Secondary peritonitis is an inflammation of the peritoneum, the thin tissue that lines the inner wall of the abdomen and covers most of the abdominal organs.
Secondary means it is due to another condition, most commonly the spread of an infection from the digestive tract.
Causes, incidence, and risk factors
Secondary peritonitis has several major causes. Bacteria may enter the peritoneum through a hole (perforation) in the gastrointestinal tract. Such a hole may be caused by a ruptured appendix, stomach ulcer, perforated colon, or injury, such as a gunshot or knife wound.
Secondary peritonitis can also occur when
Foreign contaminants can also cause secondary peritonitis if they get into the peritoneal cavity. This can occur during use of peritoneal dialysis catheters or feeding tubes.
Inflammation of the peritoneal cavity caused by bacteria can result in infection of the bloodstream (sepsis) and severe illness.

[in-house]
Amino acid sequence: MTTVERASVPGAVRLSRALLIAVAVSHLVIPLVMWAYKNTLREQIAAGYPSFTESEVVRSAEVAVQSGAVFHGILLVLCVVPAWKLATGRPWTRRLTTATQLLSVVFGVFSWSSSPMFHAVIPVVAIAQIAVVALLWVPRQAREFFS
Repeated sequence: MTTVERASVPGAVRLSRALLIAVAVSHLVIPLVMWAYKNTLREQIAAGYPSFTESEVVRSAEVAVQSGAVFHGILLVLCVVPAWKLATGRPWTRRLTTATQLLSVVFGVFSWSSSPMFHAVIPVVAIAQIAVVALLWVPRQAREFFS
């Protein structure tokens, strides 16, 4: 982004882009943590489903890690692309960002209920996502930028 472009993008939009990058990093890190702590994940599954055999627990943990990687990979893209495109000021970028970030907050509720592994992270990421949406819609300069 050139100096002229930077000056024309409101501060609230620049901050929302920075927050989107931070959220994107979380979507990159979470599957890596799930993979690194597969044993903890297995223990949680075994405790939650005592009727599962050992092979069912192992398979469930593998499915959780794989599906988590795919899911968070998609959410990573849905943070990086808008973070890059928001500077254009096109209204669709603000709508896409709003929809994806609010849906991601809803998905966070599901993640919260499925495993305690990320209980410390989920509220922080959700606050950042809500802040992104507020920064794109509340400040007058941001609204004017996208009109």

Secondary peritonitis can also affect premature babies who have
Abdominal distention(swelling) Abdominal pain
- Decreased appetite
Fever Low urine output
Note: There may be signs of
Signs and tests
Tests may include:
- Blood chemistry, including pancreatic enzymes
- Complete blood count
- Liver and kidney function tests
- X-rays or CT scan
Peritoneal fluid culture
Surgery is usually necessary to remove sources of infection such as an infected bowel, inflamed appendix, or
General treatment includes:
- Fluids through a vein (IV)
- Pain medicines
- Tube through the nose into the stomach or intestine (nasogastric or NG tube)
The outcome depends on the underlying cause, the duration of symptoms before treatment, and the general health of the patient. Outcomes can range from complete recovery to overwhelming infection and death, depending on these factors.
- Gangrene (dead) bowel
adhesions( (a potential cause of future bowel blockage) Septic shock
Calling your health care provider
Call your health care provider if you develop symptoms of